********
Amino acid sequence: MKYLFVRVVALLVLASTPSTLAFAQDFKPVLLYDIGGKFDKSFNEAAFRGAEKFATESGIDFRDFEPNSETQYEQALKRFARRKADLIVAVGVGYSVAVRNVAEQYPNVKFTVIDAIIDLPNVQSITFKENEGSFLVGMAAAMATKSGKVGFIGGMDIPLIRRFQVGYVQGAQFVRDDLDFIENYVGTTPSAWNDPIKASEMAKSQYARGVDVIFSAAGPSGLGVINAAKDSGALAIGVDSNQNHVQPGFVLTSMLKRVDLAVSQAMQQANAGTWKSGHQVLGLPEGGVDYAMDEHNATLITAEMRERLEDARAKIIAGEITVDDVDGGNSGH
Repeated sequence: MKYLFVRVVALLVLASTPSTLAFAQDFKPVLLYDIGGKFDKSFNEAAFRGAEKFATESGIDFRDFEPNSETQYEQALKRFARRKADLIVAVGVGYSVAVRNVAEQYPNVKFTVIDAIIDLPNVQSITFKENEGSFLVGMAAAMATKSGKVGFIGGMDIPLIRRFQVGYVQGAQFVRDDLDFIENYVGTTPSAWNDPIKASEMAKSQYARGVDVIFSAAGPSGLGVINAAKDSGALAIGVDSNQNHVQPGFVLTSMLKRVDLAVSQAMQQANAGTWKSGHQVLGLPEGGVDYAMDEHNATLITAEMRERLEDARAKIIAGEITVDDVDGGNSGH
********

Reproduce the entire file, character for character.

Amino acid sequence: MKYLFVRVVALLVLASTPSTLAFAQDFKPVLLYDIGGKFDKSFNEAAFRGAEKFATESGIDFRDFEPNSETQYEQALKRFARRKADLIVAVGVGYSVAVRNVAEQYPNVKFTVIDAIIDLPNVQSITFKENEGSFLVGMAAAMATKSGKVGFIGGMDIPLIRRFQVGYVQGAQFVRDDLDFIENYVGTTPSAWNDPIKASEMAKSQYARGVDVIFSAAGPSGLGVINAAKDSGALAIGVDSNQNHVQPGFVLTSMLKRVDLAVSQAMQQANAGTWKSGHQVLGLPEGGVDYAMDEHNATLITAEMRERLEDARAKIIAGEITVDDVDGGNSGH
Repeated sequence: MKYLFVRVVALLVLASTPSTLAFAQDFKPVLLYDIGGKFDKSFNEAAFRGAEKFATESGIDFRDFEPNSETQYEQALKRFARRKADLIVAVGVGYSVAVRNVAEQYPNVKFTVIDAIIDLPNVQSITFKENEGSFLVGMAAAMATKSGKVGFIGGMDIPLIRRFQVGYVQGAQFVRDDLDFIENYVGTTPSAWNDPIKASEMAKSQYARGVDVIFSAAGPSGLGVINAAKDSGALAIGVDSNQNHVQPGFVLTSMLKRVDLAVSQAMQQANAGTWKSGHQVLGLPEGGVDYAMDEHNATLITAEMRERLEDARAKIIAGEITVDDVDGGNSGH